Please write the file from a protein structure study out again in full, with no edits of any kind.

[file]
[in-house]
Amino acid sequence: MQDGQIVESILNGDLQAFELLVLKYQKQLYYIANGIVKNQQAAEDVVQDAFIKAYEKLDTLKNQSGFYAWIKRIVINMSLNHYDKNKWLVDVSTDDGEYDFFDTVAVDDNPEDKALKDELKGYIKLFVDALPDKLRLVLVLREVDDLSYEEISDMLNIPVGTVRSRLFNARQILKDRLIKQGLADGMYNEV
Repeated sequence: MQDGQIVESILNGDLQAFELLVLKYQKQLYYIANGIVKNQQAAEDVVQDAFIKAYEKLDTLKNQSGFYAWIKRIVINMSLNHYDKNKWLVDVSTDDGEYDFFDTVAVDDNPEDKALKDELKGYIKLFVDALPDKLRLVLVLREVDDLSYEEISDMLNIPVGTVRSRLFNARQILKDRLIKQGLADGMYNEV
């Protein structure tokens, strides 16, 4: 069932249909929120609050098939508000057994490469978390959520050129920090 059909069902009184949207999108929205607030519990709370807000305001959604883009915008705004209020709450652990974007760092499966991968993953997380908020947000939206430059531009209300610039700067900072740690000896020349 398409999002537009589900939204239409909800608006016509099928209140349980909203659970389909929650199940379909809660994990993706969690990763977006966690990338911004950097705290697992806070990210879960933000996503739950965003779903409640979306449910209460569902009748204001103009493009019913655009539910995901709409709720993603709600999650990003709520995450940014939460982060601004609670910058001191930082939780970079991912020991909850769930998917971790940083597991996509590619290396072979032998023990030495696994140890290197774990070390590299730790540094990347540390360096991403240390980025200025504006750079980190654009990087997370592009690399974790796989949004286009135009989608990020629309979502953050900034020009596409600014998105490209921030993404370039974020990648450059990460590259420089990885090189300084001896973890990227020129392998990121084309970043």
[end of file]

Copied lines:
[in-house]
Amino acid sequence: MQDGQIVESILNGDLQAFELLVLKYQKQLYYIANGIVKNQQAAEDVVQDAFIKAYEKLDTLKNQSGFYAWIKRIVINMSLNHYDKNKWLVDVSTDDGEYDFFDTVAVDDNPEDKALKDELKGYIKLFVDALPDKLRLVLVLREVDDLSYEEISDMLNIPVGTVRSRLFNARQILKDRLIKQGLADGMYNEV
Repeated sequence: MQDGQIVESILNGDLQAFELLVLKYQKQLYYIANGIVKNQQAAEDVVQDAFIKAYEKLDTLKNQSGFYAWIKRIVINMSLNHYDKNKWLVDVSTDDGEYDFFDTVAVDDNPEDKALKDELKGYIKLFVDALPDKLRLVLVLREVDDLSYEEISDMLNIPVGTVRSRLFNARQILKDRLIKQGLADGMYNEV
């Protein structure tokens, strides 16, 4: 069932249909929120609050098939508000057994490469978390959520050129920090 059909069902009184949207999108929205607030519990709370807000305001959604883009915008705004209020709450652990974007760092499966991968993953997380908020947000939206430059531009209300610039700067900072740690000896020349 398409999002537009589900939204239409909800608006016509099928209140349980909203659970389909929650199940379909809660994990993706969690990763977006966690990338911004950097705290697992806070990210879960933000996503739950965003779903409640979306449910209460569902009748204001103009493009019913655009539910995901709409709720993603709600999650990003709520995450940014939460982060601004609670910058001191930082939780970079991912020991909850769930998917971790940083597991996509590619290396072979032998023990030495696994140890290197774990070390590299730790540094990347540390360096991403240390980025200025504006750079980190654009990087997370592009690399974790796989949004286009135009989608990020629309979502953050900034020009596409600014998105490209921030993404370039974020990648450059990460590259420089990885090189300084001896973890990227020129392998990121084309970043």